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Climbing green beans - very sad plants


I would be grateful for any advice you knowledgeable lot have.  This is the second year I’ve tried growing green beans, and both years it just doesn’t seem to have worked, and hasn’t worked in the same way. Both years I have sown straight into the ground in about early May.  I have a fairly good germination rate and growth wise things start well but then it starts to go wrong. As you can see from the photo, there is very sparse leaf growth and the leaves, as they did last year as well, have started yellowing from the bottom up. Last year by August there were hardly any green leaves left and I think from 8 plants we harvested over the whole season about 80g of beans, a pathetic 4 or 5 at a time.  The beans this year are in the same plot but orientated 90° from last year.  The plot was dug out two years ago and loads of compost was mixed in.  I have been watering the beans once or twice a week and feeding them liquid seaweed once a week since flowers appeared. Do any of you know what’s going wrong, please, and what I can do to improve things?  It’s not just annoying as we eat loads of beans, particularly in summer, but it’s also remarkably upsetting when plants fail, isn’t it?  I still can’t talk about losing all 12 tomato plants to blight last year with getting a lump in my throat.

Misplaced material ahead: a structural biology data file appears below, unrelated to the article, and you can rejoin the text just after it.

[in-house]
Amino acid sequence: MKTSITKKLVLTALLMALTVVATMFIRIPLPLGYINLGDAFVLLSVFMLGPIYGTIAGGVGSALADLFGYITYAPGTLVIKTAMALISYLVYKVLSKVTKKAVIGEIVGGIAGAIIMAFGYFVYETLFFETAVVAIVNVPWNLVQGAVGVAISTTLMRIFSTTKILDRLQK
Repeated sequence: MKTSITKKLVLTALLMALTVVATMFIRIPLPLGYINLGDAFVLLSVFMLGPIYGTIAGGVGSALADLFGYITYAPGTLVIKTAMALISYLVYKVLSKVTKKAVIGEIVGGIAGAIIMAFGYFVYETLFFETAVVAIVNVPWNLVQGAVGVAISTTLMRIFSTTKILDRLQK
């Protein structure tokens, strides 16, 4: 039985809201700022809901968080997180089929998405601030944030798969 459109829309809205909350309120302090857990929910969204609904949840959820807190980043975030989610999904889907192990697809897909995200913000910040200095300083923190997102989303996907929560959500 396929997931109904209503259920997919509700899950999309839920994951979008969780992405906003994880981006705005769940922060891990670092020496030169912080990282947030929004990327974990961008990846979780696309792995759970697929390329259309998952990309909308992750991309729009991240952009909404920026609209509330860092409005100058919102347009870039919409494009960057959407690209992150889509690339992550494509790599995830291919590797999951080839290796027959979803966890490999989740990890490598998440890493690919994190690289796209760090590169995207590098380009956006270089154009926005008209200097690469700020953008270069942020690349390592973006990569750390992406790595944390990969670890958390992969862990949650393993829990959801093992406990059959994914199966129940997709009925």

• DovefromaboveDovefromabove Posts: 86,102
    edited July 2022
    I would say they're incredibly thirsty.  

    Before planting our beans we dug a trench, lined it with newspaper, cardboard etc and half-filled it with half-made compost (veg peelings, grass mowings etc) filled it with water then back filled with garden soil ... then we planted the beans.  

    After planting and while they were small we wateredthem several times a week, but now the weather is warm and they're flowering we're watering almost every day ... that means putting a sprinkler between the two rows and running it for at least 20 minutes.  

    Apart from a sprinkling of general fertiliser at planting time, I've not fed them yet but may give them some tomato feed in a couple of weeks. 

    We've been picking beans for a few days now, and, if previous years are anything to go by, I expect to be picking right into September.

    Water, water, water ............

    Gardening in Central Norfolk on improved gritty moraine over chalk ... free-draining.

  • Wow, look at your beautiful, healthy plants!  Ok, will dramatically up the watering regime.  Thank you. 
  • DovefromaboveDovefromabove Posts: 86,102
    Good luck ... let us know how you get on 🤞

    Gardening in Central Norfolk on improved gritty moraine over chalk ... free-draining.

  • EustaceEustace Posts: 2,002
    Nice dense green growth on your beans @Dovefromabove.
    @corianderwhish I also think misting the flowers helps with pollination and forming of beans.
    Oxford. The City of Dreaming Spires.
    And then my heart with pleasure fills,
    And dances with the daffodils (roses). Taking a bit of liberty with Wordsworth :)

  • DovefromaboveDovefromabove Posts: 86,102